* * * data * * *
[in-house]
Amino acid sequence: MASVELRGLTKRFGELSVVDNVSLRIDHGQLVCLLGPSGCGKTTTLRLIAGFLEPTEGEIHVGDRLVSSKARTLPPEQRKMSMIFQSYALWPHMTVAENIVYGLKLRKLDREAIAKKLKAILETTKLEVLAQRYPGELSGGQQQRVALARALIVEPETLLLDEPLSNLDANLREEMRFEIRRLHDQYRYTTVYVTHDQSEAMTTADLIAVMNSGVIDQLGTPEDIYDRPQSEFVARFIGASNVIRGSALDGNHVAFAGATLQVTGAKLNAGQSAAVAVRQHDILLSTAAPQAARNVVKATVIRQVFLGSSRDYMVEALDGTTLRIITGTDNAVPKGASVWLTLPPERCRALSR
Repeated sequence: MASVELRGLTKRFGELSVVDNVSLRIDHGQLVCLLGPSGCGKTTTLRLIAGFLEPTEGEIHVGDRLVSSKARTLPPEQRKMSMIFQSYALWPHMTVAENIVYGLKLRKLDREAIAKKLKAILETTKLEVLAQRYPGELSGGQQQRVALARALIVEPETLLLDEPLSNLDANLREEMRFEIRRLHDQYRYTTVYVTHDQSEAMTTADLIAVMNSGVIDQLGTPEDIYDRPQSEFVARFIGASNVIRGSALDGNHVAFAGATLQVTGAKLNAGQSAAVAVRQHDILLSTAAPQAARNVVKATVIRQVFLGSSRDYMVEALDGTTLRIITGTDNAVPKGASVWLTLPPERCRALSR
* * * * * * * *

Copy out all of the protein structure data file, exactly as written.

[in-house]
Amino acid sequence: MASVELRGLTKRFGELSVVDNVSLRIDHGQLVCLLGPSGCGKTTTLRLIAGFLEPTEGEIHVGDRLVSSKARTLPPEQRKMSMIFQSYALWPHMTVAENIVYGLKLRKLDREAIAKKLKAILETTKLEVLAQRYPGELSGGQQQRVALARALIVEPETLLLDEPLSNLDANLREEMRFEIRRLHDQYRYTTVYVTHDQSEAMTTADLIAVMNSGVIDQLGTPEDIYDRPQSEFVARFIGASNVIRGSALDGNHVAFAGATLQVTGAKLNAGQSAAVAVRQHDILLSTAAPQAARNVVKATVIRQVFLGSSRDYMVEALDGTTLRIITGTDNAVPKGASVWLTLPPERCRALSR
Repeated sequence: MASVELRGLTKRFGELSVVDNVSLRIDHGQLVCLLGPSGCGKTTTLRLIAGFLEPTEGEIHVGDRLVSSKARTLPPEQRKMSMIFQSYALWPHMTVAENIVYGLKLRKLDREAIAKKLKAILETTKLEVLAQRYPGELSGGQQQRVALARALIVEPETLLLDEPLSNLDANLREEMRFEIRRLHDQYRYTTVYVTHDQSEAMTTADLIAVMNSGVIDQLGTPEDIYDRPQSEFVARFIGASNVIRGSALDGNHVAFAGATLQVTGAKLNAGQSAAVAVRQHDILLSTAAPQAARNVVKATVIRQVFLGSSRDYMVEALDGTTLRIITGTDNAVPKGASVWLTLPPERCRALSR